The stress–strain relation of this material is quite strikingly nonlinear; see Fig. 1. There is an elastic regime at small strain, but above about 10% strain the curve steepens; collagen is a strain-stiffening material. The linear elastic modulus is quite small so that the critical stress for the onset of nonlinear behavior is very small, approximately 1 Pa. Thus, as we will see, cells can easily drive collagen nonlinear. When collagen-I is stretched into this regime, there is considerable alignment of the fibers, as the Fig. 1, bottom, shows.

We have given a finite-element model for the nonlinear elasticity of collagen-I (23) based on the idea that the transition corresponds to the shift from a bending-dominated low-strain regime to stretching-dominated high strain (25). Our model treats each fiber as an elastic beam with the bending and stretching moduli listed above. Each cross-link is treated as an angular spring with a torsional modulus that is the only adjustable parameter in the theory. The geometry of the gel is taken directly from experiment using the method we developed in ref. 24. This theory is successful. The line in Fig. 1 is our theory. For an unscaled version of the plot, in which the comparison between theory and experiment is clearer, see ref. 23.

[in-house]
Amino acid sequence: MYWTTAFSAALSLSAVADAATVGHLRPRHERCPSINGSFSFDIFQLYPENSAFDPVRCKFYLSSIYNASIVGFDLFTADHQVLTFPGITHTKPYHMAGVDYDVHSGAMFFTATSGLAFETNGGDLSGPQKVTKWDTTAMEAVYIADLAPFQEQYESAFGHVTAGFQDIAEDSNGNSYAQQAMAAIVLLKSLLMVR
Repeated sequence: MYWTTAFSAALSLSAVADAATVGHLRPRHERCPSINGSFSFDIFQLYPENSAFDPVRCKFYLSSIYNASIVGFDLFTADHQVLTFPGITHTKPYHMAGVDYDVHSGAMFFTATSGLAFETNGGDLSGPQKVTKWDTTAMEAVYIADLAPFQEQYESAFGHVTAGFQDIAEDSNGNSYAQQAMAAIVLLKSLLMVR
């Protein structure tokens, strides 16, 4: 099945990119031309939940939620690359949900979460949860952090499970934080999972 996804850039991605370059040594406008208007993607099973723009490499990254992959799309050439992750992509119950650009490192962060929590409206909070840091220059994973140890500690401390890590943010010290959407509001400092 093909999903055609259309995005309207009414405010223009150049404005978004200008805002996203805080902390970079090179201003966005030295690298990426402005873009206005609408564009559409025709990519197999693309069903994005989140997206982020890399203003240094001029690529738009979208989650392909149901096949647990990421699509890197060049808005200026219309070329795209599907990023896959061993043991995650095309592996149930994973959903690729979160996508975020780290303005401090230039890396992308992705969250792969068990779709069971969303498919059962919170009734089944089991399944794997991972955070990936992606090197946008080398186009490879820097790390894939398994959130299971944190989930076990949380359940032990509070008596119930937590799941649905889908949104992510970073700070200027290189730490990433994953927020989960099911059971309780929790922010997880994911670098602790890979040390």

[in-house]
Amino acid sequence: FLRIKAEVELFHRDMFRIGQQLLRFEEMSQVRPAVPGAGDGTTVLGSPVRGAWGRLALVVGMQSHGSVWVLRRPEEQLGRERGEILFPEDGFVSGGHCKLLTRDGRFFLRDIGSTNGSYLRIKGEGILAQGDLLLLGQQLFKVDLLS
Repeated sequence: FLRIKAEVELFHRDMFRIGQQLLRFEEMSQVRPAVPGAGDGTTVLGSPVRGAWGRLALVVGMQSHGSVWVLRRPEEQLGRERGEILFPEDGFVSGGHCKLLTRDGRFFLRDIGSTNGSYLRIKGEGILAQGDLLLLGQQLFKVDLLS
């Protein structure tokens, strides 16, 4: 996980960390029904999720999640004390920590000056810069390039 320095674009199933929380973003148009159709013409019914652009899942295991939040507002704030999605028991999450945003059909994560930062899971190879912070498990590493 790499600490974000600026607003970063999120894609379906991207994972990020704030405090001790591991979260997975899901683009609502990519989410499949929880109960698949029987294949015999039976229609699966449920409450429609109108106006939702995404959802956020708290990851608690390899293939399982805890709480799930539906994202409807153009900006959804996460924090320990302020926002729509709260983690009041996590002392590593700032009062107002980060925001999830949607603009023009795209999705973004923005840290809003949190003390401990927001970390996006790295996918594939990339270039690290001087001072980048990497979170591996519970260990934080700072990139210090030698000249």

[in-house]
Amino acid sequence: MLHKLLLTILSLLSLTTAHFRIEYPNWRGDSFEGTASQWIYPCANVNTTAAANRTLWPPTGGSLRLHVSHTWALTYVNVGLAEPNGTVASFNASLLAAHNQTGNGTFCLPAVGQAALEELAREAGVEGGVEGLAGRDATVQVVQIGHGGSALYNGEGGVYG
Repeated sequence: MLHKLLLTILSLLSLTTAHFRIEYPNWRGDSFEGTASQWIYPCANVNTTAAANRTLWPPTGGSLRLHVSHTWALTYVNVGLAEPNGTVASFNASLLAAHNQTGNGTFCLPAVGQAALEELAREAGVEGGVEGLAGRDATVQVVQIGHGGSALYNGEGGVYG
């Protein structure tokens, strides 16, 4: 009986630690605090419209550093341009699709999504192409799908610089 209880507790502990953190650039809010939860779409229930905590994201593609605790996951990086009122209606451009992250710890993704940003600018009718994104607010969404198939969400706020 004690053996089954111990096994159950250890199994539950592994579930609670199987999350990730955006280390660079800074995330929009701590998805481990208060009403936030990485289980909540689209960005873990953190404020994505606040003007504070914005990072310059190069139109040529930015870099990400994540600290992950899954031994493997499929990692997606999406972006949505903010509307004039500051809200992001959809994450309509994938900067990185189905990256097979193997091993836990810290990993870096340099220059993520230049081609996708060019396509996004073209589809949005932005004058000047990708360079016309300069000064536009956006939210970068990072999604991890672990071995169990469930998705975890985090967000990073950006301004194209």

There is a feature of this computation that is important for the subject at hand. The transition occurs because at low-strain, regions of the collagen rotate with respect to one another; this is called nonaffine deformation. We find that at low strain, 95% of the energy of deformation is in bending. For high strain, fibers align and the remaining deformation is mainly stretching the aligned fibers. In fact, we showed that if we completely neglect the cross-links and the bending modulus, we still fit the measurements at very high strain. This is because the fibers are essentially lined-up. Figure 1 (bottom) shows an experimental picture of the alignment.